(Reuters) - The Kremlin said on Wednesday it categorically disagreed with U.S. President Joe Biden's description of Russia's actions in Ukraine as "genocide", and it accused Washington of hypocrisy.
Biden said on Tuesday that Russia's behavior in Ukraine amounted to genocide in his view, using that word for the first time.
"We consider this kind of effort to distort the situation unacceptable," Kremlin spokesperson Dmitry Peskov said on a conference call with reporters. "This is hardly acceptable from a president of the United States, a country that has committed well-known crimes in recent times."
Biden told reporters on Tuesday "it has become clearer and clearer that Putin is just trying to wipe out the idea of being able to be Ukrainian and the evidence is mounting".
Under international law, genocide is an intent to destroy - in whole or in part - a national, ethnic, racial or religious group.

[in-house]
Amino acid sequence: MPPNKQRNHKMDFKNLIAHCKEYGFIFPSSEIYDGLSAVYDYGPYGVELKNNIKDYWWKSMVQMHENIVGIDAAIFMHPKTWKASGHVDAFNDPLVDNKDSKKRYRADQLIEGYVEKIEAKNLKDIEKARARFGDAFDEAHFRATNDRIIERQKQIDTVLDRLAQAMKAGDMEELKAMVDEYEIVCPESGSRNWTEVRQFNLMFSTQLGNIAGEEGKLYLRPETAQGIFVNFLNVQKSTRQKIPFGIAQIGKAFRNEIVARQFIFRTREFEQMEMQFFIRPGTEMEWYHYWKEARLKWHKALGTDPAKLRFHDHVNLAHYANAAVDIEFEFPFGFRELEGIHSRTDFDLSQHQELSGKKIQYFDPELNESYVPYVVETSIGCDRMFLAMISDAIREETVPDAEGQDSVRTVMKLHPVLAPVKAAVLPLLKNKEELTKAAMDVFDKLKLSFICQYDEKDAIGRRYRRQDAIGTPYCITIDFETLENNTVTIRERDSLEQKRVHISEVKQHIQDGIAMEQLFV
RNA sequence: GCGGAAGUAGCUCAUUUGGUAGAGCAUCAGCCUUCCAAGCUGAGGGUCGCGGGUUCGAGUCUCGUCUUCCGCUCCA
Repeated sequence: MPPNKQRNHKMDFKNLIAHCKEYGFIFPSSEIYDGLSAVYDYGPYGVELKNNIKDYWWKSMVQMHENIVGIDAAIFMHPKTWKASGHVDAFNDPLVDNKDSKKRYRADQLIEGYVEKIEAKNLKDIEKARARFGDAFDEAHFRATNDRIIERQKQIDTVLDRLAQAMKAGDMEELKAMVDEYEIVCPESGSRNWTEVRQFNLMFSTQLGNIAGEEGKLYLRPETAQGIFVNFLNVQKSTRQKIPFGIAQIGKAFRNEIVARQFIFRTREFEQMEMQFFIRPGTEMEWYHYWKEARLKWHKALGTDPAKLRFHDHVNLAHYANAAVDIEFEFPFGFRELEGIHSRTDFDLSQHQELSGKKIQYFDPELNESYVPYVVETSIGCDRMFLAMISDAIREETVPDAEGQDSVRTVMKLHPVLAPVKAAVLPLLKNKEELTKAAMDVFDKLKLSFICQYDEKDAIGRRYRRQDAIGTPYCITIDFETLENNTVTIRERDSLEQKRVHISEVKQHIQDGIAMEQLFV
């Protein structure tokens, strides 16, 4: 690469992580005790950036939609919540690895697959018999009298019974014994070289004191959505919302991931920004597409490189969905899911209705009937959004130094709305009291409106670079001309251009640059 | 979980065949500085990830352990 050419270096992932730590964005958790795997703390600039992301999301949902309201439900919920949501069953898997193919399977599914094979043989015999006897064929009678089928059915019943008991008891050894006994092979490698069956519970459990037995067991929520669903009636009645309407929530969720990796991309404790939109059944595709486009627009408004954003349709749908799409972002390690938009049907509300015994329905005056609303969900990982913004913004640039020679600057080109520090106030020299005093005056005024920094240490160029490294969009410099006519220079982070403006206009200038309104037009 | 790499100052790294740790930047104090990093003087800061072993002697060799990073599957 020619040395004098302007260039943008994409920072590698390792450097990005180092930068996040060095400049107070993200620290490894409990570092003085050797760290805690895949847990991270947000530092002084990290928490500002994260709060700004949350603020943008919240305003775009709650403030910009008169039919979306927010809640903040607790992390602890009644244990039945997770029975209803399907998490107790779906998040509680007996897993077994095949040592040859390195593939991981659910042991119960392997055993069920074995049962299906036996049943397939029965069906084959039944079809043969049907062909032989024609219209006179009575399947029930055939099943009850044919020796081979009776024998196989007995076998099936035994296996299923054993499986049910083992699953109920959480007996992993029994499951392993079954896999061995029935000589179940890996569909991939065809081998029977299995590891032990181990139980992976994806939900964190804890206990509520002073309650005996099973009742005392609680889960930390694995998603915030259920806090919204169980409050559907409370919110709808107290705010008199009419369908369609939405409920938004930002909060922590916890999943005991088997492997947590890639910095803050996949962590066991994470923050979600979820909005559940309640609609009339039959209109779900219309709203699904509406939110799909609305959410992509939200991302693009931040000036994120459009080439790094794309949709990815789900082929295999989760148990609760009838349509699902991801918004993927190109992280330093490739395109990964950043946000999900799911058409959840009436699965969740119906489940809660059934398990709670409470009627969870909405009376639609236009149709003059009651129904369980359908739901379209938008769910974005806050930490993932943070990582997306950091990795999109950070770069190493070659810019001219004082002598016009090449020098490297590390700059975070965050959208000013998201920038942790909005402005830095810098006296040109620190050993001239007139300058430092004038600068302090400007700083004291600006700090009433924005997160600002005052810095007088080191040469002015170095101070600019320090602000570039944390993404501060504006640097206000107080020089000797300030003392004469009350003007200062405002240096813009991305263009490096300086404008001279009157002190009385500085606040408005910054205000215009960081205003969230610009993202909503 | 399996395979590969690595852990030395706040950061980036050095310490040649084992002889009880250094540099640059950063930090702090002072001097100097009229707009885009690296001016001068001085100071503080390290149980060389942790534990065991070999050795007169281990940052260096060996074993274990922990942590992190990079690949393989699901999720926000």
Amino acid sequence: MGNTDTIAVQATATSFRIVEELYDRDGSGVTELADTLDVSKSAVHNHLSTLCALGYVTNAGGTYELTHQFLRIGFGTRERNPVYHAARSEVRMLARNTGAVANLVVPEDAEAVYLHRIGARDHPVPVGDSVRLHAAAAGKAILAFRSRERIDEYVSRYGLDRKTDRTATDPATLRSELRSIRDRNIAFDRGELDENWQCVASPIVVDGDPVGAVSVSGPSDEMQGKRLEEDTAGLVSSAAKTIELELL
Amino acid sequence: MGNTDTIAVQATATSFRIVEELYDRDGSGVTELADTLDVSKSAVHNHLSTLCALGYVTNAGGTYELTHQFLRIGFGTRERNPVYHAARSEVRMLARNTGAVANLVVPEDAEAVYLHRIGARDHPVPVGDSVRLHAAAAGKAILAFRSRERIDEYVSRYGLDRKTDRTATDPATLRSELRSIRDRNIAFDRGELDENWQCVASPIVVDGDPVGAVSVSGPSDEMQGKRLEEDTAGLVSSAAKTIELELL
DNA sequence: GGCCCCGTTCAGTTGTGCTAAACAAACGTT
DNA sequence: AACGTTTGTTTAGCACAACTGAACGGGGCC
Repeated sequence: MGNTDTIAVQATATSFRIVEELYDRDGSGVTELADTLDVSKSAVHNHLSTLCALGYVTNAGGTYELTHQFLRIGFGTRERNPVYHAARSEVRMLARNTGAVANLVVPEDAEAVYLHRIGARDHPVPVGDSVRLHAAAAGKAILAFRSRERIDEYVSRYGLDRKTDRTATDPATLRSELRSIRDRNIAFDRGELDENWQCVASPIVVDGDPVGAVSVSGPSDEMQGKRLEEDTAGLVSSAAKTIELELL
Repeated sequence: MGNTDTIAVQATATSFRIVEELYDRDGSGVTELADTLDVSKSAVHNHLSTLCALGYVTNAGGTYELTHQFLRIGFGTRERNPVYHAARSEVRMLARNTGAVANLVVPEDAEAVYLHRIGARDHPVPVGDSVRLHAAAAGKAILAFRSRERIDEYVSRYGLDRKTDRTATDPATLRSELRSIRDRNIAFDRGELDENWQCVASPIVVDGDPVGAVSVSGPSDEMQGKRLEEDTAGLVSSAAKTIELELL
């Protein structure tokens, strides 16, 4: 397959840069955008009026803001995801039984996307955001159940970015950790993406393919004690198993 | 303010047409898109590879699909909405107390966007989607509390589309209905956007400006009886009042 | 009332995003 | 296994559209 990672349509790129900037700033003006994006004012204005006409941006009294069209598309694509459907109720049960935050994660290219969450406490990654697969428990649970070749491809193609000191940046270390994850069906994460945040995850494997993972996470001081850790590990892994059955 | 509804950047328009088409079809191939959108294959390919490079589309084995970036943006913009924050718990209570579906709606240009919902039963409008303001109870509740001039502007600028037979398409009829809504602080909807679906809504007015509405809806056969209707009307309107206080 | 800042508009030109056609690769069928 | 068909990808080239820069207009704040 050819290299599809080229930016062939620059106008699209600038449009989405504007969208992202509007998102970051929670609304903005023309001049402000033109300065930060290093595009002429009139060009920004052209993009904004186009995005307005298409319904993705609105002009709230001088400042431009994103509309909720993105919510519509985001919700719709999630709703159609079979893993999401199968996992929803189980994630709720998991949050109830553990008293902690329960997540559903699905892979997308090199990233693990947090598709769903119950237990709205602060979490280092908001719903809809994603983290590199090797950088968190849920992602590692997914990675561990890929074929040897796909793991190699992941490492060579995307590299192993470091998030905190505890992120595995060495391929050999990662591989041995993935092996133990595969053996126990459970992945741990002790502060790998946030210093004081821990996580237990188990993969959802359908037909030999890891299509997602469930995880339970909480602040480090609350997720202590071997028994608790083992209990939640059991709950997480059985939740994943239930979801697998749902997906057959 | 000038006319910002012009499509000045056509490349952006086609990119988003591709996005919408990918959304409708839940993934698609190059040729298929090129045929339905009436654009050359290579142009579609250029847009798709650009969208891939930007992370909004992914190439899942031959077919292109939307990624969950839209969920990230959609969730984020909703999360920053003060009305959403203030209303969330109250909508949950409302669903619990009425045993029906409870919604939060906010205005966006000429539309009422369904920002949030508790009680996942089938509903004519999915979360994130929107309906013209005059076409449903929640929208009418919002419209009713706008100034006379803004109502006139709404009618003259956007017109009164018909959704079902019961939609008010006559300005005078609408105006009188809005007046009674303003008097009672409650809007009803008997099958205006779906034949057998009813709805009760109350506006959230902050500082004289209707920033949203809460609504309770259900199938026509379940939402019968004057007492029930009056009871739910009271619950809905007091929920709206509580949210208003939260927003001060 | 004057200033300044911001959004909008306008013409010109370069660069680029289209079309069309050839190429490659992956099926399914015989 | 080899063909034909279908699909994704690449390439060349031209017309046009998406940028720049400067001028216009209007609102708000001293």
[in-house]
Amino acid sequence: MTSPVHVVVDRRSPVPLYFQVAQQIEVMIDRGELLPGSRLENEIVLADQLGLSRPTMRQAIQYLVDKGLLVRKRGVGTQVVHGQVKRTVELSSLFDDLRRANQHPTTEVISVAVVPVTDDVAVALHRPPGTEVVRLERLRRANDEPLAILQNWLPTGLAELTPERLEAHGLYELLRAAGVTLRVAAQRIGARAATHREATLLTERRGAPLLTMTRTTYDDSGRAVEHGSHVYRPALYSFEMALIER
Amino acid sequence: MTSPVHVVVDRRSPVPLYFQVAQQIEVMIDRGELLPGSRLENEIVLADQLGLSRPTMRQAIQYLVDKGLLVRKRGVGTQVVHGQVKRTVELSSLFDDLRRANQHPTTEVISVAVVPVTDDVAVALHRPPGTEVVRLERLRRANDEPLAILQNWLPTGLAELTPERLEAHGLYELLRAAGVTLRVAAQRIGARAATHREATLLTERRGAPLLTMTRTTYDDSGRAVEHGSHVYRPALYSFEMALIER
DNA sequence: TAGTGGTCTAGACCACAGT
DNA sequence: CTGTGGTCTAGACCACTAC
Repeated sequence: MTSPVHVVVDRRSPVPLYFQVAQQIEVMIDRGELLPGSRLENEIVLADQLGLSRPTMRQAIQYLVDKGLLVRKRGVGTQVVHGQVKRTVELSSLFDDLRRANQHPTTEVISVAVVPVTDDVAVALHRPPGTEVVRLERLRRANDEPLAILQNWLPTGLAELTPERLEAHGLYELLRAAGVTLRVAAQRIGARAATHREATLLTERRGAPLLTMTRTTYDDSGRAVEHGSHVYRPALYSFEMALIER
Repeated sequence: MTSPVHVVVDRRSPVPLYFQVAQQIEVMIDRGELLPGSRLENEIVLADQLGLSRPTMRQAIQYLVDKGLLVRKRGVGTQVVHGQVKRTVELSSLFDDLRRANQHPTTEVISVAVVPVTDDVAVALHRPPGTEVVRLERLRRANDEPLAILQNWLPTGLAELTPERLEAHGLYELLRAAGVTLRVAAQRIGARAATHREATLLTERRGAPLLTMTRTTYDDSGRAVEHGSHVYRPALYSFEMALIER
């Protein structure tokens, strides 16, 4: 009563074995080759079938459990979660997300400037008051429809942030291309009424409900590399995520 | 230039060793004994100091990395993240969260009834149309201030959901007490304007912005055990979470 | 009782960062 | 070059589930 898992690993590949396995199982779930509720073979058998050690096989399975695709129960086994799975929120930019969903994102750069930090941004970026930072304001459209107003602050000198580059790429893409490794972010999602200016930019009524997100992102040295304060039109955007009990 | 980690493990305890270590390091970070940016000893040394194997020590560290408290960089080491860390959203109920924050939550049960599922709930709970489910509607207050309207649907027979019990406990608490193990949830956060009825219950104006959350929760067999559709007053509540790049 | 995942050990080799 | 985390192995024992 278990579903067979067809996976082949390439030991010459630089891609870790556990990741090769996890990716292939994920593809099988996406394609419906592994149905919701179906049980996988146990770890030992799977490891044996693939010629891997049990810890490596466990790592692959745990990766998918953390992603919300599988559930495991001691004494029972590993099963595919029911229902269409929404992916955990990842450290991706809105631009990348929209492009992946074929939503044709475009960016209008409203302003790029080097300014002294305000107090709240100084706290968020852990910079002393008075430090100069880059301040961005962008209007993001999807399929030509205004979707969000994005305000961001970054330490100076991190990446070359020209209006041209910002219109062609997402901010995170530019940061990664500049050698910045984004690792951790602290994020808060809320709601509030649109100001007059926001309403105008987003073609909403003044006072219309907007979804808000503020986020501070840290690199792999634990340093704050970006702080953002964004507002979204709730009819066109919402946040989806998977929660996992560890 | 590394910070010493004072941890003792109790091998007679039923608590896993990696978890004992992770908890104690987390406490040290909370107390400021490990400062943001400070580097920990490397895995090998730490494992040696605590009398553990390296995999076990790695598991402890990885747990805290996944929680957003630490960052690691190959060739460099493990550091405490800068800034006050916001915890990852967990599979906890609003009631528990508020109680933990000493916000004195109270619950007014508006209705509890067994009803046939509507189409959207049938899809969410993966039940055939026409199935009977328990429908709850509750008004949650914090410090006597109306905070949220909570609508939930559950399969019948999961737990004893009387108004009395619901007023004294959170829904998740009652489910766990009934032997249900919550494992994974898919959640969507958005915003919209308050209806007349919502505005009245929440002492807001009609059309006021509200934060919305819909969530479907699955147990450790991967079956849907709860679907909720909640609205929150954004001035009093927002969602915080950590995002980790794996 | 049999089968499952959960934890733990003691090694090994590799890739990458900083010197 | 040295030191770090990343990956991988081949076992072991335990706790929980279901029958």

Biden had earlier called Putin a "war criminal", a comment Moscow angrily rejected and said had brought relations with the United States to the brink of collapse.
Putin on Tuesday dismissed accusations that Russia had committed war crimes in the Ukrainian town of Bucha, where mass graves and tied bodies shot at close range were found after Russian troops withdrew, as "fake".
Moscow has said it believed the incident was staged.
Moscow's incursion into Ukraine, the biggest attack on a European state since 1945, has seen more than 4.6 million people flee abroad, killed or wounded thousands and left Russia increasingly isolated on the world stage.
The Kremlin says it launched a "special military operation" to demilitarize and "denazify" Ukraine. Kyiv and its Western allies reject that as a false pretext for an unprovoked attack.
(Reporting by Reuters; Editing by Conor Humphries and Mark Heinrich)